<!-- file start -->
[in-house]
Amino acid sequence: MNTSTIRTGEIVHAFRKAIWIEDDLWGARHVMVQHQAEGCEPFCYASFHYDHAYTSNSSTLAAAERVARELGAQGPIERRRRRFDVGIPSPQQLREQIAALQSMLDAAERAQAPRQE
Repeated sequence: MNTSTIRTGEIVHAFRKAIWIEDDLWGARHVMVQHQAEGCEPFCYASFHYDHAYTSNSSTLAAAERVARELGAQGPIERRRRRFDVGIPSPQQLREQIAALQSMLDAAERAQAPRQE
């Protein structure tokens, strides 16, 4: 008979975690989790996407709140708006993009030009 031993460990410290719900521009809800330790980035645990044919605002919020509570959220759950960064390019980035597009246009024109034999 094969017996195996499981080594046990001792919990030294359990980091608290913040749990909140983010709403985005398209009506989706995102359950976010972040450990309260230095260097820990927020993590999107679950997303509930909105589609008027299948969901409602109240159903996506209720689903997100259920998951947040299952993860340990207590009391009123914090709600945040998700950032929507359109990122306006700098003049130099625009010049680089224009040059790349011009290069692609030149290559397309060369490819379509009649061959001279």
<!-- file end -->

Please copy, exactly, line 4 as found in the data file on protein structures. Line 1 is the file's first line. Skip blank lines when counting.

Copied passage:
């Protein structure tokens, strides 16, 4: 008979975690989790996407709140708006993009030009 031993460990410290719900521009809800330790980035645990044919605002919020509570959220759950960064390019980035597009246009024109034999 094969017996195996499981080594046990001792919990030294359990980091608290913040749990909140983010709403985005398209009506989706995102359950976010972040450990309260230095260097820990927020993590999107679950997303509930909105589609008027299948969901409602109240159903996506209720689903997100259920998951947040299952993860340990207590009391009123914090709600945040998700950032929507359109990122306006700098003049130099625009010049680089224009040059790349011009290069692609030149290559397309060369490819379509009649061959001279």